I’ve always tried to eat healthy and over the past few years I’ve really gotten into supporting local businesses and eating organic as much as possible. Sometimes it’s harder to eat smart and shop smart, but I’ve found that it’s possible. One important factor is to understand exactly what it is that you’re getting. The USDA has a structure of certification that helps us to understand what we’re buying.
100% organic- means that the product has been farmed without the use of chemical pesticides or fertilizers, growth hormones or antibiotics. If the food contains more than one ingredient (like cereal or granola) all the ingredients must meet this standard. Meats that are organic must come from animals that have eaten an organic grain diet.
Organic- means that at least 95% of the ingredients are organic.
Natural or all natural- means that the product doesn’t contain any added sugars or dyes. This label does not mean the item is organic and it is not strongly enforced.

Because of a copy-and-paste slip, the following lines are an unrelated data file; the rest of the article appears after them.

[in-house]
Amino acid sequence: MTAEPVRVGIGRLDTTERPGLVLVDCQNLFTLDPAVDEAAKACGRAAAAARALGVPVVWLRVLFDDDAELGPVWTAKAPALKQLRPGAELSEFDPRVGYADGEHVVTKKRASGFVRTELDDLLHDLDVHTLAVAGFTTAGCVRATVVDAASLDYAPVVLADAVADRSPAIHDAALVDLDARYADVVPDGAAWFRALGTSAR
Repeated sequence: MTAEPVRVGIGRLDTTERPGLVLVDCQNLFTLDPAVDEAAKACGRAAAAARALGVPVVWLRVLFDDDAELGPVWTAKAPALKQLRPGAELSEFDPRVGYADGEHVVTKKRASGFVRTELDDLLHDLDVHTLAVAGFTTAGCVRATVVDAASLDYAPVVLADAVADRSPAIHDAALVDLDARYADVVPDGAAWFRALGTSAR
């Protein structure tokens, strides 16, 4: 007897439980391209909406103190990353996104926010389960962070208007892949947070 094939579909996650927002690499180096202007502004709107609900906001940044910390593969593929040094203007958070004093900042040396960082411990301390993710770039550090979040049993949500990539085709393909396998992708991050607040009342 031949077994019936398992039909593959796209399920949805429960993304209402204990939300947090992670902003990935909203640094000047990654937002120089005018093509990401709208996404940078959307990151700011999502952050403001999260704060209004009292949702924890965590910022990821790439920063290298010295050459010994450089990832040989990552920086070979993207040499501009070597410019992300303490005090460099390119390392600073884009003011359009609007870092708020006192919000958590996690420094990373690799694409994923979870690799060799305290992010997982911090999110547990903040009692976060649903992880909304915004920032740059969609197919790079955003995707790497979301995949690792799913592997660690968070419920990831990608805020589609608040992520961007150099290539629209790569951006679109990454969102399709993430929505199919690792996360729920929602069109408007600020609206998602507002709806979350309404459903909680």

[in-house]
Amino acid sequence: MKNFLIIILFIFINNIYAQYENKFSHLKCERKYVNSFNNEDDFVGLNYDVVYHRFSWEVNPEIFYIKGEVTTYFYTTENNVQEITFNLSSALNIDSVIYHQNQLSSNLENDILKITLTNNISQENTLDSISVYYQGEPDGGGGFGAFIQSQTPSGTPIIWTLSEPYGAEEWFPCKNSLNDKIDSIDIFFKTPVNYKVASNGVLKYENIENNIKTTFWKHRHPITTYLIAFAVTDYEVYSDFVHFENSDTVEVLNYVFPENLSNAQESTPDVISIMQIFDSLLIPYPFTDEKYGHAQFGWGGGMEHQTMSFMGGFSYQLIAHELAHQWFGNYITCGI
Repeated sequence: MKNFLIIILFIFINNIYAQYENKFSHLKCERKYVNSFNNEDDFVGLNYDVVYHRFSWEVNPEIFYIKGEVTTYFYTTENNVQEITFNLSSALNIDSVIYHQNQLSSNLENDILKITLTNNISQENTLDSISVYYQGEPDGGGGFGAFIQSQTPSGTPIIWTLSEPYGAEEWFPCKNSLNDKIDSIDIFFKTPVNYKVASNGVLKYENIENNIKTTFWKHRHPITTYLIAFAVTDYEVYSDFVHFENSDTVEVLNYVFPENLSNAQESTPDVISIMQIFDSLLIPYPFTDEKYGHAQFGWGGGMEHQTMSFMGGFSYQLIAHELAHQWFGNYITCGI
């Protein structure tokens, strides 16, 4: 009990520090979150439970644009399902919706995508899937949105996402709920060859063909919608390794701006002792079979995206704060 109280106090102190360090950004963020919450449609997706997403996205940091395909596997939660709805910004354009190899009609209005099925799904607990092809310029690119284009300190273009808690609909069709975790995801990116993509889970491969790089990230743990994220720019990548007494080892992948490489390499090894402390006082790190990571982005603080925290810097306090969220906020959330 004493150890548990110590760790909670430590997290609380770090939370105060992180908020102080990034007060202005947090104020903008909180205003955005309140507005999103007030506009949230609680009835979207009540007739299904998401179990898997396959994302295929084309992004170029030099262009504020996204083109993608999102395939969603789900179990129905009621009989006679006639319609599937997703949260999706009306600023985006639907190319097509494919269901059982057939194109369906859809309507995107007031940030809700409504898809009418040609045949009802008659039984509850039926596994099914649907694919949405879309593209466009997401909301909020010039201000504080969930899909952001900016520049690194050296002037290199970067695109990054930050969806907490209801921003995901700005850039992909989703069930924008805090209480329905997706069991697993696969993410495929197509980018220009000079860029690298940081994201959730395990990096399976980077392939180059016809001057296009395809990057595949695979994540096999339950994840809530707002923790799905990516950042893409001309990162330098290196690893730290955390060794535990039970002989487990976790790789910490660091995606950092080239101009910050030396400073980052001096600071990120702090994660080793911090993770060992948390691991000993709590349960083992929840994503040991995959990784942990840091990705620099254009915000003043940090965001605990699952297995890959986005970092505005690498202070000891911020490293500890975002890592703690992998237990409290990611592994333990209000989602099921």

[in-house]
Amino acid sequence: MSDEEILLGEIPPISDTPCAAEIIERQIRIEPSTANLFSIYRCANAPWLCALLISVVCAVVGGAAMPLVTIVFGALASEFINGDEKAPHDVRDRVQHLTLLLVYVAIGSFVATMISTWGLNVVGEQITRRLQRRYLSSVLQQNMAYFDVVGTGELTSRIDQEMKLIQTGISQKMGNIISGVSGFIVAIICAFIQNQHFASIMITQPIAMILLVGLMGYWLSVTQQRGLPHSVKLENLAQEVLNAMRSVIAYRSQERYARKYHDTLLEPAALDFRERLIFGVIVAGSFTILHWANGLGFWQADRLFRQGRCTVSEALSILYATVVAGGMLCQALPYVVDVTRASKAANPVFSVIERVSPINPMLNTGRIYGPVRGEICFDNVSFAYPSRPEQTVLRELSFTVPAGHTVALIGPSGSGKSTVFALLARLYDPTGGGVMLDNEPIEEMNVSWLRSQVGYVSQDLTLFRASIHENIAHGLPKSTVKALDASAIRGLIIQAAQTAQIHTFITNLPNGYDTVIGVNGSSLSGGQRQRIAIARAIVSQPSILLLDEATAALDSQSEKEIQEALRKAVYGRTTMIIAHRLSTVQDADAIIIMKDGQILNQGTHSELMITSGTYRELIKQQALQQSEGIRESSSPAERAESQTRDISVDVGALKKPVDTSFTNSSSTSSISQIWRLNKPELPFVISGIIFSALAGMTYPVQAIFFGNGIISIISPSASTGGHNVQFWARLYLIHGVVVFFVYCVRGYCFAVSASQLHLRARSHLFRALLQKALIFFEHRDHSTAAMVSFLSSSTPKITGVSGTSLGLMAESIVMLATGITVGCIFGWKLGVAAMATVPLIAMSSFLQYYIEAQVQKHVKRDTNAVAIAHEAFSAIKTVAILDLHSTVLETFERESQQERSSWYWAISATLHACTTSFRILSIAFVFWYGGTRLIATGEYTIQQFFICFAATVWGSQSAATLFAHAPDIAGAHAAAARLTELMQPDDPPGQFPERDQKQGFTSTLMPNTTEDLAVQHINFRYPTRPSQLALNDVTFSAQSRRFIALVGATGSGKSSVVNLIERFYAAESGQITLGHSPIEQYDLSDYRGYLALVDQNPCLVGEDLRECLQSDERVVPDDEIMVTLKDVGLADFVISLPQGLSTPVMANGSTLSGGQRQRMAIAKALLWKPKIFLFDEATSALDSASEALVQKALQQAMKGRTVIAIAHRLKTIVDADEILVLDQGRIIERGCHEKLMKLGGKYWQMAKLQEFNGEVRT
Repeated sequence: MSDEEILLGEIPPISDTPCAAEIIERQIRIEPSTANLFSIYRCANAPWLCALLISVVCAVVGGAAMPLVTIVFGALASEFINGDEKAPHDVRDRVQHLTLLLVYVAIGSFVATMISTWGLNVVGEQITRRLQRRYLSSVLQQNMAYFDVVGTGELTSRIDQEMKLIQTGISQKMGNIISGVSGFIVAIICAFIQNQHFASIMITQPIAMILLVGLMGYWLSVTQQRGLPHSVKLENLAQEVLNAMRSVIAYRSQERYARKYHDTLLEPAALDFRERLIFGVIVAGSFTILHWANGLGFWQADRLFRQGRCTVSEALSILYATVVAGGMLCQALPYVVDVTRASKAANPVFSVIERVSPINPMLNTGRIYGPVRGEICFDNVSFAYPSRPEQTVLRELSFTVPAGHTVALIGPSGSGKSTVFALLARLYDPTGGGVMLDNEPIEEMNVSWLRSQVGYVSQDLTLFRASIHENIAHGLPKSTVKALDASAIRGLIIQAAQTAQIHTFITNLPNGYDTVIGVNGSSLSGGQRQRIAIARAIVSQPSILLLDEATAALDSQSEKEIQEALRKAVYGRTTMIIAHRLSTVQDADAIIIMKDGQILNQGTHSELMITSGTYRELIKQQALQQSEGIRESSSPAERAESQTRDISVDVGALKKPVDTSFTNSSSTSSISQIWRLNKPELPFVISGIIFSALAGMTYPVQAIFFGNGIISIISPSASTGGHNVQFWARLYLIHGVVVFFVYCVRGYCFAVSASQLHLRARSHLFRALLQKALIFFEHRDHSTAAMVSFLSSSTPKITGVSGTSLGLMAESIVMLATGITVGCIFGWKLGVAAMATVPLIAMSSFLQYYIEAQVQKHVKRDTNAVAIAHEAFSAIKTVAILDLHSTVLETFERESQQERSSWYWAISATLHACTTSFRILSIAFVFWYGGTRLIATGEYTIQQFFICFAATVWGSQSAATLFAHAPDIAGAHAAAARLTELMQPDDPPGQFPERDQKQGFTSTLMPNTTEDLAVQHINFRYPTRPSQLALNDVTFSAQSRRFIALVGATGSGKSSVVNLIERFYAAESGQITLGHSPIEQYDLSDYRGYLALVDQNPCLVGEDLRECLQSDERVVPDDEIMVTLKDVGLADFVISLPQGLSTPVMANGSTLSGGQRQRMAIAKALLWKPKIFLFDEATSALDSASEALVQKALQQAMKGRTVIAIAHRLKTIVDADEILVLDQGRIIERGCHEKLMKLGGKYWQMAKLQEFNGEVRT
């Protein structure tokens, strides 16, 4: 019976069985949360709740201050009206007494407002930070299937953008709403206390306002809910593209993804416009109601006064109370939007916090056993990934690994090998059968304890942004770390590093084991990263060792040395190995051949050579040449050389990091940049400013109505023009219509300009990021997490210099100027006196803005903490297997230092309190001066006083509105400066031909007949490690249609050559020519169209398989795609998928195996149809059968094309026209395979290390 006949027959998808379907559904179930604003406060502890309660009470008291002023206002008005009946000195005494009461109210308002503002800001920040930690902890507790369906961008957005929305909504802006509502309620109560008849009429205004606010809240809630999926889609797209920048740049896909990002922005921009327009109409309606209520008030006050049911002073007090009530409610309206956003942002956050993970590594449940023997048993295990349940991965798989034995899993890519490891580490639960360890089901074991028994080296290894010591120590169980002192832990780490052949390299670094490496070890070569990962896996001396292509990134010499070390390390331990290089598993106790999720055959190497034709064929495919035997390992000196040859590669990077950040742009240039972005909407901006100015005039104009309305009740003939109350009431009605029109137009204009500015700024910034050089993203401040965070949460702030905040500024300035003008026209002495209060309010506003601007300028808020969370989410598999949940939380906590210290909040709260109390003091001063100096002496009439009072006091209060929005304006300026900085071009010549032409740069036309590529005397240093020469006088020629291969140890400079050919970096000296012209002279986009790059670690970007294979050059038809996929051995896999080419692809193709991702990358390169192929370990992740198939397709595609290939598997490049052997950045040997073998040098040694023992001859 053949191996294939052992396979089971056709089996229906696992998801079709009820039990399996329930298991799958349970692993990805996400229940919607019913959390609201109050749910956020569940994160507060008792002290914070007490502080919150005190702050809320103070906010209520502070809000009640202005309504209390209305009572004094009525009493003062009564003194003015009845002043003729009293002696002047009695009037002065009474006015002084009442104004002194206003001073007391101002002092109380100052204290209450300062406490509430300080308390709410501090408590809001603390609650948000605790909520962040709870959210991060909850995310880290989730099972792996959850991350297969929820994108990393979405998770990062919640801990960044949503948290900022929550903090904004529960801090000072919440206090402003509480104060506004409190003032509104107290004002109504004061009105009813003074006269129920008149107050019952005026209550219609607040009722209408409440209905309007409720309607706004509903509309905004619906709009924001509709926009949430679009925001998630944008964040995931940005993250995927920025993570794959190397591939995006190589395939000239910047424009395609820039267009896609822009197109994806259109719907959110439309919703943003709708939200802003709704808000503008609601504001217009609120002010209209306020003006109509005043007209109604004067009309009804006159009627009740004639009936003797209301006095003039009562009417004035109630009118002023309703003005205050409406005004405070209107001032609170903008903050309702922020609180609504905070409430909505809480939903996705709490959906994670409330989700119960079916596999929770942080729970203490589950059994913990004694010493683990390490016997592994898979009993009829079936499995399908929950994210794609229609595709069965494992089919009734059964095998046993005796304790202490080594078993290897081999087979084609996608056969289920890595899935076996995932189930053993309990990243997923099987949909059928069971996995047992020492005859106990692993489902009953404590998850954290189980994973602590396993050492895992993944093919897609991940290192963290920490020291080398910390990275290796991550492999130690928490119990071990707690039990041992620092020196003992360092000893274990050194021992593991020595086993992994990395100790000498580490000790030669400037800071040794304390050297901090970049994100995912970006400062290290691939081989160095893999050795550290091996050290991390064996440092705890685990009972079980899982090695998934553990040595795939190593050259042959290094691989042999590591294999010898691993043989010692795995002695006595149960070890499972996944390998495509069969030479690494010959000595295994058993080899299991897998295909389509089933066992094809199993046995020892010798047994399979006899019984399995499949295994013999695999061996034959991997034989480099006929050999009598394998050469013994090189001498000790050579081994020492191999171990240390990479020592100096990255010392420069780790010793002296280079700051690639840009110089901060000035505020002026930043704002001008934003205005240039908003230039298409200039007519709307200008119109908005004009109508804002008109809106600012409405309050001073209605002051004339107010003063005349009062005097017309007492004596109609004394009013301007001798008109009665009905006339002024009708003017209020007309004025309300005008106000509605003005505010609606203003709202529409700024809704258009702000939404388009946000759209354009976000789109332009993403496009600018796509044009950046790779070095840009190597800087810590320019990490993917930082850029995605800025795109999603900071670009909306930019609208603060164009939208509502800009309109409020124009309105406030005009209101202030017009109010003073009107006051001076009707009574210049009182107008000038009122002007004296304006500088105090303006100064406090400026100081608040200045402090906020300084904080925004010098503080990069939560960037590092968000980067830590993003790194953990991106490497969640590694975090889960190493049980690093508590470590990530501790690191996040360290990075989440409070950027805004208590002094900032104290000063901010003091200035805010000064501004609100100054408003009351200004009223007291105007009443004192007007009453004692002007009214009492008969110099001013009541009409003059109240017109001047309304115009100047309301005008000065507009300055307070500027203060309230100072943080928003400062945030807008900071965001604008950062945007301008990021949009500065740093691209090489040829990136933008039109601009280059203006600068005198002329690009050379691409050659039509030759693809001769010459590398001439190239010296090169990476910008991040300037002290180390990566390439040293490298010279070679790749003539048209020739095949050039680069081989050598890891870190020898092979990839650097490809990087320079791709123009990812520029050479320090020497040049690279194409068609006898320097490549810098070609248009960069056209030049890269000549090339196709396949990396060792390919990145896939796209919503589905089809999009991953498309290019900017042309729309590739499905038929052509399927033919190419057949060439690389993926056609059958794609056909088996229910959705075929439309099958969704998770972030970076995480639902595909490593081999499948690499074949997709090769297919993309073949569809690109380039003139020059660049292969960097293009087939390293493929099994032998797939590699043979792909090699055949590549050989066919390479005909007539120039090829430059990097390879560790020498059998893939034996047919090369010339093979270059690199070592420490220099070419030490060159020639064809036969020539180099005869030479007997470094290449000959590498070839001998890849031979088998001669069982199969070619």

Free-range- the USDA guidelines for something labeled as free-range simply states that the animal has access to the outside. This could range from complete freedom to roam free in a pasture to a traditional chicken house that has a door to a fenced in area. The term free-range does not imply organic, though farmers could choose to comply with both regulations.
Keep in mind that none of these labels imply that a food is necessarily healthy. Look for the USDA Organic label to let you know how the item was prepared, not its contents. Farms that are in the process of becoming organic may have the terms “organic conversion” on their foods to let you know that while they are not certified organic yet, they are working toward this goal. Often organic foods are a good value because you aren’t getting added chemicals, meats are often leaner, and the quality may be better. While I may be paying more for the organic items at the store, the value may be higher because of what’s not in the package. Knowing what the labels mean can help you make this determination for yourself. Happy savings!